After leaving Bryce Canyon National Park, we headed up to Ogden, Utah with our friends Tom and Ellen. They just stayed one night, and headed up to their summer work camping job in West Yellowstone, MT. After looking at the weather in Grand Teton National Park, we opted to spend two nights in Ogden.
We enjoy going to museums, and Ogden has several interesting museums available. It’s a planes, trains, cars, cowboys and guns paradise! I though about doing one blog to cover all the museums, but I know people like to look at photos, so I will break this up into two posts, and just cover the planes today. You can always double-click on the photos to enlarge them.
Hill Aerospace Museum, located on Hill Air Force Base (Utah’s largest employer) just south of Ogden, is an excellent place to spend a few hours looking at over 100 planes and exhibits from the Wright Brothers, World War I and II, Korea, Vietnam and current day battles. They also have a STEM Education program, and the several dozen school children that we saw running around, seemed very excited to learn about aviation history. The large planes are outdoors.
Hill Air Force Base is tasked with maintenance and repair of planes. In the exhibit on the Wright Brothers, they focus on the man tasked with helping the brothers maintain the plane. Charles Edward Taylor is considered to be the world’s first aviation mechanic. He built the first successful engine for the Wright Brothers, and taught them how to build engines. He was the lead mechanic on the first transcontinental flight in 1911. Below is a replica of the 1911 Burgess-Wright Model F Flyer.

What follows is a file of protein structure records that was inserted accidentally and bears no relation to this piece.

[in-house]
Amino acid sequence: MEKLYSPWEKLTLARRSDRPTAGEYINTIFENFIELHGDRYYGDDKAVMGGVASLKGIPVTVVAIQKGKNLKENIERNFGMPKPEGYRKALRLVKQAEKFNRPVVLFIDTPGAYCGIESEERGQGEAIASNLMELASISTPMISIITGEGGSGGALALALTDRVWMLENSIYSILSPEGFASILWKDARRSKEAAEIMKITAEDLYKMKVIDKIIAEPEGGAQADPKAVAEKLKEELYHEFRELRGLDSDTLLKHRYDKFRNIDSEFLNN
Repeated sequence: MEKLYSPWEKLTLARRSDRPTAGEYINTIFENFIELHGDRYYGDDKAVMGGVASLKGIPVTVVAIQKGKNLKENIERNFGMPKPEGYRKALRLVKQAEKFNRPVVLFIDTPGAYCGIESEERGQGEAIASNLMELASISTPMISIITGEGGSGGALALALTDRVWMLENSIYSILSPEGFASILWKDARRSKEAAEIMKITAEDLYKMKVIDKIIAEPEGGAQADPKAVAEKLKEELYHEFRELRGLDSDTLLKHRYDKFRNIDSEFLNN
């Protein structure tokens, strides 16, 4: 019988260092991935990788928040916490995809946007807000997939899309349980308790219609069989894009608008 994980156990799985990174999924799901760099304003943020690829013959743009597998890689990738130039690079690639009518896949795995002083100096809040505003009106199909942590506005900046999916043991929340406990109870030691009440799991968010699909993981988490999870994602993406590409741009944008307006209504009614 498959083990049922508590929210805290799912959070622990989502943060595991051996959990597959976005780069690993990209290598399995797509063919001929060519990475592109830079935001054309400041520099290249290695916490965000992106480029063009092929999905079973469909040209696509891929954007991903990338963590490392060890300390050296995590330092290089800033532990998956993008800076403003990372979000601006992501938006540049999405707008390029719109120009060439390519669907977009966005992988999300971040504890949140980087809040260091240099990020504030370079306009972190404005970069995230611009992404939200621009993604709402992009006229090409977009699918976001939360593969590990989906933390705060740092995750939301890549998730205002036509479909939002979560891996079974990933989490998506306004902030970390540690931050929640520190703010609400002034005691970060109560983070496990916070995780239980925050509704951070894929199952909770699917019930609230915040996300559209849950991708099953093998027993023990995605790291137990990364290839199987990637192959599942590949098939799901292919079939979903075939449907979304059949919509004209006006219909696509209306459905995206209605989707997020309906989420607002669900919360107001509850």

In World War I, this Curtis JN-4D “Jenny” was used by the Signal Corp for training.
The plane below, a North American B-25J “Mitchell” was used to attack Japan after the Pearl Harbor attack. Although the planes inflicted minimal damage, troop moral increased, and Japan had to bring their fleet back home to protect their country from direct attack.
The museum is packed full of planes. In the first main building, they do not have an area where you can look down on the planes.
The Boeing B-17G “Flying Fortress” were used in WWII for their strategic bombing of targets in Germany. This plane is painted in the colors of the 493rd bomb group.
The museum has a display on the role women played during WWII. The number of women employed during WWII increased by 57%, and many women were employed in areas traditionally employed by men.
With their red and white shark paint scheme, these Curtis P-40N planes went into combat against Japan.
On the way to the second indoor building, we noticed this plane outside in the courtyard, the Lockheed (V) C-140B “Jetstar.” It was used by President Lyndon Johnson. We were unaware the Presidents had smaller jets at their disposal. There was no access to view this plane up close.
The second building had some stairs where you could look over the planes from a higher vantage point.
The F-16 “Fighting Falcon” has been the backbone of the Air Force since the mid 1970’s. At speeds over Mach 2, (about 1400 mph), they are quite impressive! The museum has several on display, and this plane is from the 388th Tactical Fighter Wing assigned to Hill Air Force Base.
The newest addition to the museum, is the F-16A Thunderbird, received in 2017.
The outdoor display is just as impressive as the two indoor buildings.
The B-1B Lancer, put in service in 1986, can carry the largest payload of guided and unguided weapons.
The C-130 Hercules, not as “svelte” as the B-1B, has been in use since 1956 as a cargo plane for troops and supplies.
They had the back landing door open, to view the interior of the C-130.
These photos are just a fraction of the planes on display at the museum. If you are in the Ogden, Utah area, we would highly recommend a visit to this museum (free, donations accepted). Thank you to all the men and women that have served our country, and keep us safe.
Quote for the Day: “Hitler built a fortress around Europe, but he forgot to put a roof on it.” – President Franklin Roosevelt